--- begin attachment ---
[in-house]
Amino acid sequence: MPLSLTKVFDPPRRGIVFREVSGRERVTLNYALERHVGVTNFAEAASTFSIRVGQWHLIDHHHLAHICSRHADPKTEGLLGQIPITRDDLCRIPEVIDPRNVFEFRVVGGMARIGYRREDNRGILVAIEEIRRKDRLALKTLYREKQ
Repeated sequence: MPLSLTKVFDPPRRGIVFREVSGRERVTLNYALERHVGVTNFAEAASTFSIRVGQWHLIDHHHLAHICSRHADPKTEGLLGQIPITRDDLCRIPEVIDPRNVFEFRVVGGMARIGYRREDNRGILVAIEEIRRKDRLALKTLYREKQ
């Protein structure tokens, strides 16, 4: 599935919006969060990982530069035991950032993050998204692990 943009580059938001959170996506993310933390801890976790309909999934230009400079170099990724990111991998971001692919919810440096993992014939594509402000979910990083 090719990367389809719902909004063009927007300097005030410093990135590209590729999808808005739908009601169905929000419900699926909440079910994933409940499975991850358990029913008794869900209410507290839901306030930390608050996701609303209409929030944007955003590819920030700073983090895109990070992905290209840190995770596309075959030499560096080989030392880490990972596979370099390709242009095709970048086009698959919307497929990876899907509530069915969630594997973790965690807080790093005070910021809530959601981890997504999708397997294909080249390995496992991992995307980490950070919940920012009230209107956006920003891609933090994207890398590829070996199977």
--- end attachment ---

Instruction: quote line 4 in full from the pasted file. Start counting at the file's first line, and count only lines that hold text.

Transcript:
């Protein structure tokens, strides 16, 4: 599935919006969060990982530069035991950032993050998204692990 943009580059938001959170996506993310933390801890976790309909999934230009400079170099990724990111991998971001692919919810440096993992014939594509402000979910990083 090719990367389809719902909004063009927007300097005030410093990135590209590729999808808005739908009601169905929000419900699926909440079910994933409940499975991850358990029913008794869900209410507290839901306030930390608050996701609303209409929030944007955003590819920030700073983090895109990070992905290209840190995770596309075959030499560096080989030392880490990972596979370099390709242009095709970048086009698959919307497929990876899907509530069915969630594997973790965690807080790093005070910021809530959601981890997504999708397997294909080249390995496992991992995307980490950070919940920012009230209107956006920003891609933090994207890398590829070996199977």